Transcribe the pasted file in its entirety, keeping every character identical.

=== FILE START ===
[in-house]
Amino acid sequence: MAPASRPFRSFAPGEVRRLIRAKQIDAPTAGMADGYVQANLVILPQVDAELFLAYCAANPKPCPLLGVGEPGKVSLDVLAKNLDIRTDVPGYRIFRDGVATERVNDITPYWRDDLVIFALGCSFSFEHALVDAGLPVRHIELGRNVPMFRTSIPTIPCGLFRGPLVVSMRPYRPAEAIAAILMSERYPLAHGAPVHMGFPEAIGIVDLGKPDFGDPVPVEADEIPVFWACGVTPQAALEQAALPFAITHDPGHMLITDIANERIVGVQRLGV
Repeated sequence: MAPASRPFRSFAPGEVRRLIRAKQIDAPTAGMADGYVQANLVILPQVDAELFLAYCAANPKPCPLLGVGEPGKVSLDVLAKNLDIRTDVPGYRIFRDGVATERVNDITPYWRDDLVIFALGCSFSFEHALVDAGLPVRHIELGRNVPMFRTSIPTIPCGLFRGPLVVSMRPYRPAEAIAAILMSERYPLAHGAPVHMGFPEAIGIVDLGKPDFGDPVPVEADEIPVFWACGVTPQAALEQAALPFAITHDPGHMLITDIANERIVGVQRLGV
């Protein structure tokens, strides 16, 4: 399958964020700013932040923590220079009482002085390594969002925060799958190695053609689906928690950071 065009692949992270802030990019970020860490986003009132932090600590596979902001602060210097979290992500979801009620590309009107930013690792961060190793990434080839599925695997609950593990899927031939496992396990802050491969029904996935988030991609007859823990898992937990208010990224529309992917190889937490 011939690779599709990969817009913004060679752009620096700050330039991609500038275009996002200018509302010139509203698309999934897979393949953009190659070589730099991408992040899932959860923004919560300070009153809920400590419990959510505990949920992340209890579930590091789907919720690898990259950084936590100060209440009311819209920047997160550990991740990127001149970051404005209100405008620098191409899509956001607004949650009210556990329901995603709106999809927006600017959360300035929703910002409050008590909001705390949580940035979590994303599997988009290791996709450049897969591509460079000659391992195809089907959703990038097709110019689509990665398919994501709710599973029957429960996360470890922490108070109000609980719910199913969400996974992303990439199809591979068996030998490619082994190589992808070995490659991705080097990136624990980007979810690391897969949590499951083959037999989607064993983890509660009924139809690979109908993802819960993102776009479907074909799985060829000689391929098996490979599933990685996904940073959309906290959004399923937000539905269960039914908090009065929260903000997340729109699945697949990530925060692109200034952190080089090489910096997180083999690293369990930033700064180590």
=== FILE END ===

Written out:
[in-house]
Amino acid sequence: MAPASRPFRSFAPGEVRRLIRAKQIDAPTAGMADGYVQANLVILPQVDAELFLAYCAANPKPCPLLGVGEPGKVSLDVLAKNLDIRTDVPGYRIFRDGVATERVNDITPYWRDDLVIFALGCSFSFEHALVDAGLPVRHIELGRNVPMFRTSIPTIPCGLFRGPLVVSMRPYRPAEAIAAILMSERYPLAHGAPVHMGFPEAIGIVDLGKPDFGDPVPVEADEIPVFWACGVTPQAALEQAALPFAITHDPGHMLITDIANERIVGVQRLGV
Repeated sequence: MAPASRPFRSFAPGEVRRLIRAKQIDAPTAGMADGYVQANLVILPQVDAELFLAYCAANPKPCPLLGVGEPGKVSLDVLAKNLDIRTDVPGYRIFRDGVATERVNDITPYWRDDLVIFALGCSFSFEHALVDAGLPVRHIELGRNVPMFRTSIPTIPCGLFRGPLVVSMRPYRPAEAIAAILMSERYPLAHGAPVHMGFPEAIGIVDLGKPDFGDPVPVEADEIPVFWACGVTPQAALEQAALPFAITHDPGHMLITDIANERIVGVQRLGV
């Protein structure tokens, strides 16, 4: 399958964020700013932040923590220079009482002085390594969002925060799958190695053609689906928690950071 065009692949992270802030990019970020860490986003009132932090600590596979902001602060210097979290992500979801009620590309009107930013690792961060190793990434080839599925695997609950593990899927031939496992396990802050491969029904996935988030991609007859823990898992937990208010990224529309992917190889937490 011939690779599709990969817009913004060679752009620096700050330039991609500038275009996002200018509302010139509203698309999934897979393949953009190659070589730099991408992040899932959860923004919560300070009153809920400590419990959510505990949920992340209890579930590091789907919720690898990259950084936590100060209440009311819209920047997160550990991740990127001149970051404005209100405008620098191409899509956001607004949650009210556990329901995603709106999809927006600017959360300035929703910002409050008590909001705390949580940035979590994303599997988009290791996709450049897969591509460079000659391992195809089907959703990038097709110019689509990665398919994501709710599973029957429960996360470890922490108070109000609980719910199913969400996974992303990439199809591979068996030998490619082994190589992808070995490659991705080097990136624990980007979810690391897969949590499951083959037999989607064993983890509660009924139809690979109908993802819960993102776009479907074909799985060829000689391929098996490979599933990685996904940073959309906290959004399923937000539905269960039914908090009065929260903000997340729109699945697949990530925060692109200034952190080089090489910096997180083999690293369990930033700064180590």